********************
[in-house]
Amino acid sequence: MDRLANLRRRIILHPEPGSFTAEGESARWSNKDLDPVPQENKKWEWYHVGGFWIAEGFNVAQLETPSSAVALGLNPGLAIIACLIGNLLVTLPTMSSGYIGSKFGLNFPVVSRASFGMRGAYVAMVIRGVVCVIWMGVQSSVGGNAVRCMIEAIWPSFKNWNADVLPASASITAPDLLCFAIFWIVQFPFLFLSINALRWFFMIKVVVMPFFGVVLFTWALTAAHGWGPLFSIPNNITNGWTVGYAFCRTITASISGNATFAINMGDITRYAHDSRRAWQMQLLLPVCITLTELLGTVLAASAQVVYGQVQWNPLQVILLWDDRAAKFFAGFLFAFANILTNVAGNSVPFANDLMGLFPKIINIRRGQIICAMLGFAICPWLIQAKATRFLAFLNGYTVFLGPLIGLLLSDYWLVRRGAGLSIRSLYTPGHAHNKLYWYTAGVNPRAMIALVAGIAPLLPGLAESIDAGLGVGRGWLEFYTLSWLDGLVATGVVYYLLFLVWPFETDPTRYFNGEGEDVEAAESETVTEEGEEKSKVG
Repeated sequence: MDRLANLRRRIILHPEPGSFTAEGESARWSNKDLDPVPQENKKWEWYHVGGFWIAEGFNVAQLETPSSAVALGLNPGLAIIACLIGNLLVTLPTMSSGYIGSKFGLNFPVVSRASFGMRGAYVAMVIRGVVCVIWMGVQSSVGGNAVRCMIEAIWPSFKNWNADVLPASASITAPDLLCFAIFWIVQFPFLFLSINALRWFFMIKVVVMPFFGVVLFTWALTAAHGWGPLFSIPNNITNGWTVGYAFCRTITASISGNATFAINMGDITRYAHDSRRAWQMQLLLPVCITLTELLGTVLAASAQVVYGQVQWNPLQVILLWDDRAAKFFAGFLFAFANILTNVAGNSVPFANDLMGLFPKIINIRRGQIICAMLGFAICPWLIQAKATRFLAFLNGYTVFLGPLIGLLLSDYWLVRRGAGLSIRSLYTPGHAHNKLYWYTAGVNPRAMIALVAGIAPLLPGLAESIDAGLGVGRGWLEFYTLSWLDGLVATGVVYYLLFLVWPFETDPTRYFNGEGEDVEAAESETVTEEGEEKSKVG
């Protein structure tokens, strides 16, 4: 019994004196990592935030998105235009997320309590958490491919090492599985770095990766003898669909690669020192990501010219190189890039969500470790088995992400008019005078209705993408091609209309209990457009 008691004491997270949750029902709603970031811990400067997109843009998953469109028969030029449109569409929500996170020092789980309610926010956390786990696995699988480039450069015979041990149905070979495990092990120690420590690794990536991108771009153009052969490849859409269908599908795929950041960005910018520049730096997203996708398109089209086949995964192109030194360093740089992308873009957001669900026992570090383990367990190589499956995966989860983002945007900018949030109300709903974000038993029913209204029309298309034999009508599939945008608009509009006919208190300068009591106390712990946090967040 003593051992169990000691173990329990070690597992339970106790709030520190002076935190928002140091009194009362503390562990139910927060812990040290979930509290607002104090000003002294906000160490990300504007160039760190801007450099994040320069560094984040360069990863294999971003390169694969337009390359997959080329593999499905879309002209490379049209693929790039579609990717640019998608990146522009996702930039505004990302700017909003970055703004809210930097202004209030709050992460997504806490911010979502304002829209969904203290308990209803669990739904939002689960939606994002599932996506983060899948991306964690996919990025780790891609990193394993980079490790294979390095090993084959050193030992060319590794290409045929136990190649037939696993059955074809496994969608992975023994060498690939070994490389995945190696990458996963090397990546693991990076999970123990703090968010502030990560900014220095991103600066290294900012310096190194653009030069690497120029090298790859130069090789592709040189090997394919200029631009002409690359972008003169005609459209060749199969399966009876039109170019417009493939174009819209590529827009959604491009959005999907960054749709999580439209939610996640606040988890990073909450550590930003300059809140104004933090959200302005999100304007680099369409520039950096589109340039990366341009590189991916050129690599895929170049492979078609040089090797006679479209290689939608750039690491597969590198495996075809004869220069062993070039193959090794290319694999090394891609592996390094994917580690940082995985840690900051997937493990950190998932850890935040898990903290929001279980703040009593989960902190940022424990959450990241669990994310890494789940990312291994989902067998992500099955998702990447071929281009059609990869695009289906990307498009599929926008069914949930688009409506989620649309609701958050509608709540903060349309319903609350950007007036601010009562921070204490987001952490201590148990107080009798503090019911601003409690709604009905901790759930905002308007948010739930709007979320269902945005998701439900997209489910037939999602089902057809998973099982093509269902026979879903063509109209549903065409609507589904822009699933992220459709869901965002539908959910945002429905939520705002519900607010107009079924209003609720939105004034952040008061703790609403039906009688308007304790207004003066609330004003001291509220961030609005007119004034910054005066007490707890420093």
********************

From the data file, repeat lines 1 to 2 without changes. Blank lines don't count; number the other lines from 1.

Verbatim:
[in-house]
Amino acid sequence: MDRLANLRRRIILHPEPGSFTAEGESARWSNKDLDPVPQENKKWEWYHVGGFWIAEGFNVAQLETPSSAVALGLNPGLAIIACLIGNLLVTLPTMSSGYIGSKFGLNFPVVSRASFGMRGAYVAMVIRGVVCVIWMGVQSSVGGNAVRCMIEAIWPSFKNWNADVLPASASITAPDLLCFAIFWIVQFPFLFLSINALRWFFMIKVVVMPFFGVVLFTWALTAAHGWGPLFSIPNNITNGWTVGYAFCRTITASISGNATFAINMGDITRYAHDSRRAWQMQLLLPVCITLTELLGTVLAASAQVVYGQVQWNPLQVILLWDDRAAKFFAGFLFAFANILTNVAGNSVPFANDLMGLFPKIINIRRGQIICAMLGFAICPWLIQAKATRFLAFLNGYTVFLGPLIGLLLSDYWLVRRGAGLSIRSLYTPGHAHNKLYWYTAGVNPRAMIALVAGIAPLLPGLAESIDAGLGVGRGWLEFYTLSWLDGLVATGVVYYLLFLVWPFETDPTRYFNGEGEDVEAAESETVTEEGEEKSKVG